«

»

Mar 10

Chris Smeaton

From the Desk of the Superintendent- My AISI Eulogy

On Thursday, the provincial government released the budget for 2013-14. As part of the education budget, one of the most successful grants to instill innovation for learning, the Alberta Initiative for School Improvement (AISI) was eliminated. It would be easy to simply blame the government in making that decision, but not necessarily fair. While I’m a great proponent of AISI for our school division, I understand there is always a bigger picture. Alberta is facing a significant fiscal challenge that must be addressed. Whether you want to categorize it as a revenue issue or a spending problem is almost irrelevant. We, as a province are not as flush as we once were and therefore we are required to tighten our belts.

Education Minister, Jeff Johnson has always been about putting as many dollars at the classroom level as possible. Unfortunately, AISI in many ways is not seen to be an impact that directly affects the classroom and therefore when looking through those lenses, it can be a fairly easy target. In addition (and I’m very sad to say), some divisions did not leverage the potential of AISI as they should by either making it a top down affair or ensuring it was another initiative as opposed to part of the development of the professional teacher. There were also some teachers around the province who did not see the benefits of AISI either as mentioned by former Education Minister Dave Hancock.

Where AISI was utilized to its fullest potential, like in Holy Spirit, it made a great impact at the classroom level. During the last four years of AISI, our teachers have been immersed in 21st century learning with a focus on competencies to meet the needs of an educated Albertan.  Teachers are provided time (this costs money which AISI supports) to collaborate and share expert practices. Through grade or subject level meetings, teachers have the ability to work together building capacity. A great sense of trust amongst the professionals has been established which provides a safe environment for innovation and creativity to be born.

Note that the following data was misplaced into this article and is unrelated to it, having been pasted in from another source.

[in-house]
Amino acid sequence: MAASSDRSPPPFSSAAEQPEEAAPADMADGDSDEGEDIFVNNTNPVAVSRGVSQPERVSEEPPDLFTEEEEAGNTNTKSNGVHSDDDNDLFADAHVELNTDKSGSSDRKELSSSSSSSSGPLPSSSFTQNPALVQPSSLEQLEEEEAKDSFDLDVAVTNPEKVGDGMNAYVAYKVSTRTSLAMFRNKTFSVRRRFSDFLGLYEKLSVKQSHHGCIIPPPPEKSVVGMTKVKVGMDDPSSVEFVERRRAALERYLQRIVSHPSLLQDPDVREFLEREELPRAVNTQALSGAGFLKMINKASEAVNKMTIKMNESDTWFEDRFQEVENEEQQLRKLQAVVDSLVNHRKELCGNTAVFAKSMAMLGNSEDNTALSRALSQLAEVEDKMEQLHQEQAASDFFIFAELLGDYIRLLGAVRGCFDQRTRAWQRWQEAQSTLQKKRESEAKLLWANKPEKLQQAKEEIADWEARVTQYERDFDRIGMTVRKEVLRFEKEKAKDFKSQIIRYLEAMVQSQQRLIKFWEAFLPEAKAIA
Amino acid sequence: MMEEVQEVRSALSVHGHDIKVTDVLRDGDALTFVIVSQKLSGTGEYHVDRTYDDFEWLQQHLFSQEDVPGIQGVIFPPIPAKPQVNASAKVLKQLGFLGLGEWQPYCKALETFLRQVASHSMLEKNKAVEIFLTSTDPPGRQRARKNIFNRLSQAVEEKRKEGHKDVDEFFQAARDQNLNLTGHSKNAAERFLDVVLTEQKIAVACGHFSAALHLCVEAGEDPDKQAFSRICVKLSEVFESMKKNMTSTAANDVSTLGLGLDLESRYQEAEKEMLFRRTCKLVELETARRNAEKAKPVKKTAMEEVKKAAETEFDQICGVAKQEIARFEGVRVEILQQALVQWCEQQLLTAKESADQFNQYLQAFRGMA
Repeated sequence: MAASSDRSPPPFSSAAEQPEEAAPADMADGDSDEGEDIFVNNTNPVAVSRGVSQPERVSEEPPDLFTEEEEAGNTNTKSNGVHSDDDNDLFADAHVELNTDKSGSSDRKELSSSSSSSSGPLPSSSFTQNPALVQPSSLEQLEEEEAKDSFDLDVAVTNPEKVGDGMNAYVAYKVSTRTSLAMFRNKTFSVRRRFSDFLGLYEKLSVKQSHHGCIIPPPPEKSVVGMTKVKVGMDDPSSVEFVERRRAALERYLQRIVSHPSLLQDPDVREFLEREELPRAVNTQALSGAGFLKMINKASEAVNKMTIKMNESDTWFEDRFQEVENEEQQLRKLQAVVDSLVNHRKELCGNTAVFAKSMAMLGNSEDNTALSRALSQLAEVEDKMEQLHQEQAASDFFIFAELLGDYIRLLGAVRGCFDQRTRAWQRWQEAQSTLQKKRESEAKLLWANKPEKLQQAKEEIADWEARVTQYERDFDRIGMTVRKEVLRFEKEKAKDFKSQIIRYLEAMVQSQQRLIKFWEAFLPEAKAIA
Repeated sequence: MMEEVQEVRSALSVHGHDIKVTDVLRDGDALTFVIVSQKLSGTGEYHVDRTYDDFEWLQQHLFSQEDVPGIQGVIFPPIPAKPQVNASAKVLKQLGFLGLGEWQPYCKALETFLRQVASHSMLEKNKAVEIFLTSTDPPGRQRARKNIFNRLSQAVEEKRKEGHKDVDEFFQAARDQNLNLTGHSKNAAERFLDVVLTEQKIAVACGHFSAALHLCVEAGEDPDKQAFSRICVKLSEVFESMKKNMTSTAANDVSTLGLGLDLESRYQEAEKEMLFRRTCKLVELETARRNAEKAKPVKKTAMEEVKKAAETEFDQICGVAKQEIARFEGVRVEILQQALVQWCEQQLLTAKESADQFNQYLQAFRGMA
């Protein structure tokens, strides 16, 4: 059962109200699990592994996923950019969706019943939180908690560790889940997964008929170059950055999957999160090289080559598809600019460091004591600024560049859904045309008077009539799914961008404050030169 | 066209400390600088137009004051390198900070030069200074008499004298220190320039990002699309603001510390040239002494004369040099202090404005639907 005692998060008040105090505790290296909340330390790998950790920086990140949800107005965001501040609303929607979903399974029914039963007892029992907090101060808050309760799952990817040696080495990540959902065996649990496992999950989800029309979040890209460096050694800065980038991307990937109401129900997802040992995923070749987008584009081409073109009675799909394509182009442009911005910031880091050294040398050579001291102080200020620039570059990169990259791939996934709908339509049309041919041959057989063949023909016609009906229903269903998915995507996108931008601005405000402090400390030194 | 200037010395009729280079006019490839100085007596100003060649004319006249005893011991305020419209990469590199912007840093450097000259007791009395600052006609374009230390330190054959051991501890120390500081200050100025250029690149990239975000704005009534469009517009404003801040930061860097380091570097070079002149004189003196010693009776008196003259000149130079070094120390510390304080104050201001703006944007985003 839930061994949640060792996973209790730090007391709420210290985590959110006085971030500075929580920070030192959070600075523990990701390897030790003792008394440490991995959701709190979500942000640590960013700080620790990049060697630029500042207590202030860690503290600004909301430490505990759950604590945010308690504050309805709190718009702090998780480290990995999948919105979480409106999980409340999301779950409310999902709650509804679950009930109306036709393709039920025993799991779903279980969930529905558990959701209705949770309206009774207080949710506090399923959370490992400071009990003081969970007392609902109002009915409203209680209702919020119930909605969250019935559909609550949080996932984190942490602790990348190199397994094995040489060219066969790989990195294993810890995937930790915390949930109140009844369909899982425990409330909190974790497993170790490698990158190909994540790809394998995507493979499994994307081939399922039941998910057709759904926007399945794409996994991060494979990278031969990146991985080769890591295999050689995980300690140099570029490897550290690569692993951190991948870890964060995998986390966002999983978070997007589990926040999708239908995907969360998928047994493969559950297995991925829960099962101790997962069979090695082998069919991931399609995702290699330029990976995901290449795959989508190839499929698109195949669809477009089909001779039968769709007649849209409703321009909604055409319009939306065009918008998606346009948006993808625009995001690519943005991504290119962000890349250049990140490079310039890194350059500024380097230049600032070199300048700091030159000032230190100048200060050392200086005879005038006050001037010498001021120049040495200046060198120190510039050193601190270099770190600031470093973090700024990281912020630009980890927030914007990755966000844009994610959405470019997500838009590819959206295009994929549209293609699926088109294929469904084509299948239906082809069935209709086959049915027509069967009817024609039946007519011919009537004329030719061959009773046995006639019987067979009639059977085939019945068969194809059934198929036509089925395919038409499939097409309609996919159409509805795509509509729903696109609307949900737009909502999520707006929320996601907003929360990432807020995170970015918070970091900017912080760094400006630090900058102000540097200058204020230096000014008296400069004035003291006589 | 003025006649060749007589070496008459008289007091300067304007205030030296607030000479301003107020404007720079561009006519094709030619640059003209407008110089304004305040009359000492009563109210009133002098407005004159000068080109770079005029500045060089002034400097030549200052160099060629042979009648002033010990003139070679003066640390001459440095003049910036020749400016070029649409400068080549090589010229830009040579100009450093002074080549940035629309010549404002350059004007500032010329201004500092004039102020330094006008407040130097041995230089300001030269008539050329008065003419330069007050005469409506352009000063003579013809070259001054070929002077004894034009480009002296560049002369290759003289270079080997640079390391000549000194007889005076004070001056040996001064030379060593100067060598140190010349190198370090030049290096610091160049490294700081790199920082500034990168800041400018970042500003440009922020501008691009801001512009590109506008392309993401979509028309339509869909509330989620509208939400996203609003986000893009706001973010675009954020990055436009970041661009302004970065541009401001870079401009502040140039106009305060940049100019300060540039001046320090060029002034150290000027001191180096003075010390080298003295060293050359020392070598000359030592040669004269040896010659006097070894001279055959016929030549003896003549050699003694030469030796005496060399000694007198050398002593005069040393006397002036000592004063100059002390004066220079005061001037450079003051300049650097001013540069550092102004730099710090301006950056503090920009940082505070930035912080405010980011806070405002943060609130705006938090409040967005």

We have developed a collaborative culture that has encouraged both teacher and student engagement and autonomy. This autonomy is allowing our staff to co-create our preferred future. It is unfair to ask our teachers to enhance their own practice without some sort of support in their professional learning. AISI, in Holy Spirit, provided that support! If we truly want to move our learners from compliant to committed, our structurse and practices must align differently. AISI was the driving force of that realignment.

The amount of funding received for AISI equates to approximately 3 additional teachers in our division. That is 3 teachers spread over 13 schools and 4500 students. And while it is always desirable to reduce class size, three teachers will have little overall impact. But, the funding used as we have in Holy Spirit would continue to promote innovation, support creativity, augment engagement and build teacher capacity. So in the end I ask you, “What will impact the classroom more?” My fierce conviction is that AISI will have the greatest impact on creating an engaged thinker, an ethical citizen with an entrepreneurial spirit…which just happens to be the goal of Inspiring Education!

2 comments

2 pings

  1. Don Flaig

    Sad to see AISI go. It has been a channel of the best PD in my career, largely because of the collaborative aspect. I liked the “forward thinking” attitude that it brought to our groups in my school.

  2. Connie Gross

    Well put, Chris. I enjoyed hearing about all the success experienced in our division, thanks to AISI. Thanks to all who worked so hard to make AISI such a success.

  1. AISI Update | Holy Spirit AISI